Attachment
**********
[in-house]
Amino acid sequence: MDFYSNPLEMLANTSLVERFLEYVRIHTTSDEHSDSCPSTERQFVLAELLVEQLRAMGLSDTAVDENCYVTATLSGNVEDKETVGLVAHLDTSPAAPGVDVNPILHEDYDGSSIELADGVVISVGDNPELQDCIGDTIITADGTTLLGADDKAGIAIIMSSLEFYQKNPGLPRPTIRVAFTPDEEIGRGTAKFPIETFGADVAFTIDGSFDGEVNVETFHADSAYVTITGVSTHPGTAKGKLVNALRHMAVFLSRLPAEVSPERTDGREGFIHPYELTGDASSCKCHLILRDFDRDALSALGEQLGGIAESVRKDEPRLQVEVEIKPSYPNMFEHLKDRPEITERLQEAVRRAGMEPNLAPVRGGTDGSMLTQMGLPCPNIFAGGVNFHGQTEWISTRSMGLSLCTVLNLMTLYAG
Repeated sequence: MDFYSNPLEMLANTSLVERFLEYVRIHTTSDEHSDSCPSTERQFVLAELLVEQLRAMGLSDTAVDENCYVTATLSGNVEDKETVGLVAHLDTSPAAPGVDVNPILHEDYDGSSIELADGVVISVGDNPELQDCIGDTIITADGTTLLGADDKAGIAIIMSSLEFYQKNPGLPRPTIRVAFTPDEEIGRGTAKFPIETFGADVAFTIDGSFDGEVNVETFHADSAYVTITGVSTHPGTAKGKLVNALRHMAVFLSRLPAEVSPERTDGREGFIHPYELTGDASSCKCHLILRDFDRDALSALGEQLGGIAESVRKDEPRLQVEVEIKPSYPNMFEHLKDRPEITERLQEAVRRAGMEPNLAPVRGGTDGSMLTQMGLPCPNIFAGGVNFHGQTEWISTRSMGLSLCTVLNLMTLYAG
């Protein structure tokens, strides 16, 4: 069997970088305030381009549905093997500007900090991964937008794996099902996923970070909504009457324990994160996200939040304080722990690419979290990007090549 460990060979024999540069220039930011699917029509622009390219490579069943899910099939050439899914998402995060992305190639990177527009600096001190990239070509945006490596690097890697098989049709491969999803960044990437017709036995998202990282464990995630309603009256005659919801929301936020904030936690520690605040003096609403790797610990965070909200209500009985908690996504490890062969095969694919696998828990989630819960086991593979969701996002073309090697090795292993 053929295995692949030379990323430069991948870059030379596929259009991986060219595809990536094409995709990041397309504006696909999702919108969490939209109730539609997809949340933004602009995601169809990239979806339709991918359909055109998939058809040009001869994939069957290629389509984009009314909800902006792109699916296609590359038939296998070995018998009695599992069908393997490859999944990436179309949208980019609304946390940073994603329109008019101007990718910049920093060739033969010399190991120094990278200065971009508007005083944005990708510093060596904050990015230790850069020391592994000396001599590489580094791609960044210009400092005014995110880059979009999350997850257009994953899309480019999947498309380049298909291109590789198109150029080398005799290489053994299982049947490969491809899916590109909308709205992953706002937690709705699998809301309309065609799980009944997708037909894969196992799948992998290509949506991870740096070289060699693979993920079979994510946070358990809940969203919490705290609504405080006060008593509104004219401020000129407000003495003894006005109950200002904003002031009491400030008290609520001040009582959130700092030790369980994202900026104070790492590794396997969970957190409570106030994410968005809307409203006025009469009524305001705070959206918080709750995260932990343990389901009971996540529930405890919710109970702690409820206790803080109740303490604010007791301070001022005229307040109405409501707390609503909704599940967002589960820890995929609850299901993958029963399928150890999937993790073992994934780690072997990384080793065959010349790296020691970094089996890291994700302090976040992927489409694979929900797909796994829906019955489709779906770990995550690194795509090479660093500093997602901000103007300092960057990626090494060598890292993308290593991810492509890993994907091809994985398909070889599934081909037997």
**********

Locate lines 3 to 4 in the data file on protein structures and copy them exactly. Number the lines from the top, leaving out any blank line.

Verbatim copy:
Repeated sequence: MDFYSNPLEMLANTSLVERFLEYVRIHTTSDEHSDSCPSTERQFVLAELLVEQLRAMGLSDTAVDENCYVTATLSGNVEDKETVGLVAHLDTSPAAPGVDVNPILHEDYDGSSIELADGVVISVGDNPELQDCIGDTIITADGTTLLGADDKAGIAIIMSSLEFYQKNPGLPRPTIRVAFTPDEEIGRGTAKFPIETFGADVAFTIDGSFDGEVNVETFHADSAYVTITGVSTHPGTAKGKLVNALRHMAVFLSRLPAEVSPERTDGREGFIHPYELTGDASSCKCHLILRDFDRDALSALGEQLGGIAESVRKDEPRLQVEVEIKPSYPNMFEHLKDRPEITERLQEAVRRAGMEPNLAPVRGGTDGSMLTQMGLPCPNIFAGGVNFHGQTEWISTRSMGLSLCTVLNLMTLYAG
């Protein structure tokens, strides 16, 4: 069997970088305030381009549905093997500007900090991964937008794996099902996923970070909504009457324990994160996200939040304080722990690419979290990007090549 460990060979024999540069220039930011699917029509622009390219490579069943899910099939050439899914998402995060992305190639990177527009600096001190990239070509945006490596690097890697098989049709491969999803960044990437017709036995998202990282464990995630309603009256005659919801929301936020904030936690520690605040003096609403790797610990965070909200209500009985908690996504490890062969095969694919696998828990989630819960086991593979969701996002073309090697090795292993 053929295995692949030379990323430069991948870059030379596929259009991986060219595809990536094409995709990041397309504006696909999702919108969490939209109730539609997809949340933004602009995601169809990239979806339709991918359909055109998939058809040009001869994939069957290629389509984009009314909800902006792109699916296609590359038939296998070995018998009695599992069908393997490859999944990436179309949208980019609304946390940073994603329109008019101007990718910049920093060739033969010399190991120094990278200065971009508007005083944005990708510093060596904050990015230790850069020391592994000396001599590489580094791609960044210009400092005014995110880059979009999350997850257009994953899309480019999947498309380049298909291109590789198109150029080398005799290489053994299982049947490969491809899916590109909308709205992953706002937690709705699998809301309309065609799980009944997708037909894969196992799948992998290509949506991870740096070289060699693979993920079979994510946070358990809940969203919490705290609504405080006060008593509104004219401020000129407000003495003894006005109950200002904003002031009491400030008290609520001040009582959130700092030790369980994202900026104070790492590794396997969970957190409570106030994410968005809307409203006025009469009524305001705070959206918080709750995260932990343990389901009971996540529930405890919710109970702690409820206790803080109740303490604010007791301070001022005229307040109405409501707390609503909704599940967002589960820890995929609850299901993958029963399928150890999937993790073992994934780690072997990384080793065959010349790296020691970094089996890291994700302090976040992927489409694979929900797909796994829906019955489709779906770990995550690194795509090479660093500093997602901000103007300092960057990626090494060598890292993308290593991810492509890993994907091809994985398909070889599934081909037997």